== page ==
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Smell in basement

Post in 'The Hearth Room - Wood Stoves and Fireplaces' started by sowers25, Nov 11, 2012.

  1. sowers25

    sowers25 New Member

    Joined:
    Jan 16, 2012
    Messages:
    69
    Loc:
    NE West Virginia
    I installed a 30 nc in my basement and let it go out after a couple day burn. Now my basement stinks like soot horribly, and not the normal wood smoke smell, it's potent. I did/do have a problem with creosote I believe, probably from burning wet wood, at least that's what I've gathered from a previous post. I can open the stove and feel a bit of a down draft with the stove shut down. Is that y I am getting this pungent odor? Any ideas how I can correct?

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  2. raybonz

    raybonz Minister of Fire

    Joined:
    Feb 5, 2008
    Messages:
    6,206
    Loc:
    Carver, MA.
    Sounds like creosote to me as well.. The only fix is to burn dry wood however you should get that chimney cleaned asap. The reason you smell it is you have a downdraft problem which will go away once the flue is heated it will reverse this and the smell will go away however your creosote will not go away until your flue is cleaned and you burn dry wood or risk a chimney fire..

    Good Luck!
    Ray
    corey21 and ScotO like this.
  3. Backwoods Savage

    Backwoods Savage Minister of Fire

    Joined:
    Feb 14, 2007
    Messages:
    27,816
    Loc:
    Michigan
    Sorry to hear that sowers. One thing you can do is when you are not going to use the stove, stuff some insulation into the flue to stop the downdraft and also make certain your draft is closed. Then make yourself a reminder and fasten it onto the firebox door to remind to remove said insulation before starting a new fire.

    When starting a new fire, this will get worse as the outside air gets colder. You may have to pre-warm the flue before attempting to start a fire. Some do this with hair driers, some with newspapers or even place a Super Cedar in the flue and light it. Anything to get the warm air going up and stop the cold from coming down. Good luck.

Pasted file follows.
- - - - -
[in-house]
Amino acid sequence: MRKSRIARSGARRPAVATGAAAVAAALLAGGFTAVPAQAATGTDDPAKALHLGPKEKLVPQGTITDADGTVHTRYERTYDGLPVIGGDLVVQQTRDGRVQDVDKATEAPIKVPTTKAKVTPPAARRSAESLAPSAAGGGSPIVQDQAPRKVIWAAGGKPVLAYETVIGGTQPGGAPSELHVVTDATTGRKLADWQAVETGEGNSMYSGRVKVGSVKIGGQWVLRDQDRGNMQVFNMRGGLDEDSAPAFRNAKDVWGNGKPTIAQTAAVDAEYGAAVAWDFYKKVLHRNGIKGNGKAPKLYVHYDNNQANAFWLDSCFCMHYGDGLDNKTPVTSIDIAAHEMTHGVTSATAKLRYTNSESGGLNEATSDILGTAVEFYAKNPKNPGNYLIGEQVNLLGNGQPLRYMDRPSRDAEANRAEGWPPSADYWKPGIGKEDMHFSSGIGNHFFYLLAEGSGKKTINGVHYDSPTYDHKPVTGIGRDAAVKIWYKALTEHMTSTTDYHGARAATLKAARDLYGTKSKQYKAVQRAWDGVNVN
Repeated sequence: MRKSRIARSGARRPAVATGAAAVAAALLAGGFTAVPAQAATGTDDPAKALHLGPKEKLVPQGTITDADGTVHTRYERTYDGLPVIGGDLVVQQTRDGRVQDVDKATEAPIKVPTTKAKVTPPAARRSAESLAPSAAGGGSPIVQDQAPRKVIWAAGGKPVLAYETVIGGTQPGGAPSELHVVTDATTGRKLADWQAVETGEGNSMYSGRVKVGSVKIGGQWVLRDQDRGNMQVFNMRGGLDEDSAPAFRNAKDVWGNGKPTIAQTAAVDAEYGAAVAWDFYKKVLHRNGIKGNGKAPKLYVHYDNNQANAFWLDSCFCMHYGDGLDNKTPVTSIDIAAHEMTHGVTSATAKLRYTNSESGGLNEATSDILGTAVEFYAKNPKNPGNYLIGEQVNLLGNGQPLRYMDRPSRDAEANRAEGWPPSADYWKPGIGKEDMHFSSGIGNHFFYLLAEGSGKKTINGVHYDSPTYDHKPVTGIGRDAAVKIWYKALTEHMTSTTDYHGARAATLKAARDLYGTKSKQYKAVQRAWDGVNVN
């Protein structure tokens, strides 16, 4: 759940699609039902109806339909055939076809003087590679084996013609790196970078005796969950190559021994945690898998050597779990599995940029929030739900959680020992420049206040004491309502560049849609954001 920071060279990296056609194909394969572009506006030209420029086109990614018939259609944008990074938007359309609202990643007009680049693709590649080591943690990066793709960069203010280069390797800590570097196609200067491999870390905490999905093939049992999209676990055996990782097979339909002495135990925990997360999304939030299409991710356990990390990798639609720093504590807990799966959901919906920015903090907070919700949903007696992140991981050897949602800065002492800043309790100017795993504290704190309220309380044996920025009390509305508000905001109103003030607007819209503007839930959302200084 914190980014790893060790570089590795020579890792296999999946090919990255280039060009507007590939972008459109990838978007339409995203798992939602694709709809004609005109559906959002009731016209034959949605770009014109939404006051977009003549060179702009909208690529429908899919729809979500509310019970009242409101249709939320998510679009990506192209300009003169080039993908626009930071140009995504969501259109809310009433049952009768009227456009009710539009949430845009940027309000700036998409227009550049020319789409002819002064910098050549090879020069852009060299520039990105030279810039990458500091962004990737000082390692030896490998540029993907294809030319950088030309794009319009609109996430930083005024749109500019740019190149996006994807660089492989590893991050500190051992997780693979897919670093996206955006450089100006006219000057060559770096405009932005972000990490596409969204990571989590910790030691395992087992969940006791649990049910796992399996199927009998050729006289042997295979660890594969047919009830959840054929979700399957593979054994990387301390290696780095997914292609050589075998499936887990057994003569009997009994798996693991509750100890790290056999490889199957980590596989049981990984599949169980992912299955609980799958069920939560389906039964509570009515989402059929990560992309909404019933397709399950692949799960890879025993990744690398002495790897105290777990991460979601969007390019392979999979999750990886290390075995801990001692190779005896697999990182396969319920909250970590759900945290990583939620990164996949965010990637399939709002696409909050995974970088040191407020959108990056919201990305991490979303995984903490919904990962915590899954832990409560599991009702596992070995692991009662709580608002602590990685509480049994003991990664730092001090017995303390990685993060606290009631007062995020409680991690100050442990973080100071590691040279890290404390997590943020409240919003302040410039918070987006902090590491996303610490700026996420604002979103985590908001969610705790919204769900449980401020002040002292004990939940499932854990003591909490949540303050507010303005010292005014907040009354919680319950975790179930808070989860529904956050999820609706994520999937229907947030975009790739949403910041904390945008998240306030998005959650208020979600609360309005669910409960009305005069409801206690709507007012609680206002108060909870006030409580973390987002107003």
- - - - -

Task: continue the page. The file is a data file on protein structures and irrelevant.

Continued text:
4. Todd 2

    Todd 2 Feeling the Heat

    Joined:
    Sep 17, 2012
    Messages:
    418
    Loc:
    NE Ohio
    Hi 25, What type chimney are you venting into ? construction, liner size, height, 2-3 ft above peak of roof ?
    Unseasoned wood is a creosote maker, but your down draft when not burning is what I was wondering about.

    Todd 2
  5. raybonz

    raybonz Minister of Fire

    Joined:
    Feb 5, 2008
    Messages:
    6,206
    Loc:
    Carver, MA.
    Todd a heating system or dryer could create a negative pressure in a basement install. An OAK could correct the downdrafting and could be simulated by opening a window or door to the outside to see if the downdraft is reduced or eliminated..

    Ray
  6. Todd 2

    Todd 2 Feeling the Heat

    Joined:
    Sep 17, 2012
    Messages:
    418
    Loc:
    NE Ohio
    Good point Ray, My stove is in the basement and cold flue, warm out, no matter what really, it always has and updraft ( thankfully ) I could see where a tight home with something to create a down draft could cause the problem he has. And OAK would seem to be the fix with a view simple tests you noted. Todd
  7. fishinpa

    fishinpa Member

    Joined:
    Oct 7, 2008
    Messages:
    170
    Loc:
    SE PA
    Okay, I think it is time I can give some input based on MY OAK experiment gone permanent.

    Last year (3rd season with the stove) I decided that due to my stove being in the basement, and the crazy drafts I was getting throughout the house (believed due to the stove) that I started experimenting with an OAK. I researched and read posts that covered both side of the fence. (Yes you should / No, you should not) I needed to make up my own mind if this was something that I could benefit from or not so the experimentation began!
    Last winter season’s experiment (I do not have pictures of, sorry) so I’ll try to explain using the pictures from this year’s permanent OAK install
    In the first picture you can see a small window. I took a piece of insulation board and cut it to replace the window, and found/mounted a 4” toilet flange to it.
    - To that I connected 2 x 4’ x 4” flex tubes to reach the 4” input hoie underneath my Quadra-Fire 4300 step-top wood stove.
    - In between those 2 x flex-tubes I installed a 4” “blast gate” used for wood-working dust collection systems, so I could dampen the input air as needed. This also allows me to shut that input air hole completely in the summer. You can see this blast gate in the pictures between the pvc & flex tubing.
    I ran with that setup all season and loved the results.
    I found the OAK to be soo successful in my case that well… I made it permanent! The pic’s are a little fuzzy, but hopefully you can get the gist of it.

    Attached Files:

    Todd 2, raybonz and Backwoods Savage like this.

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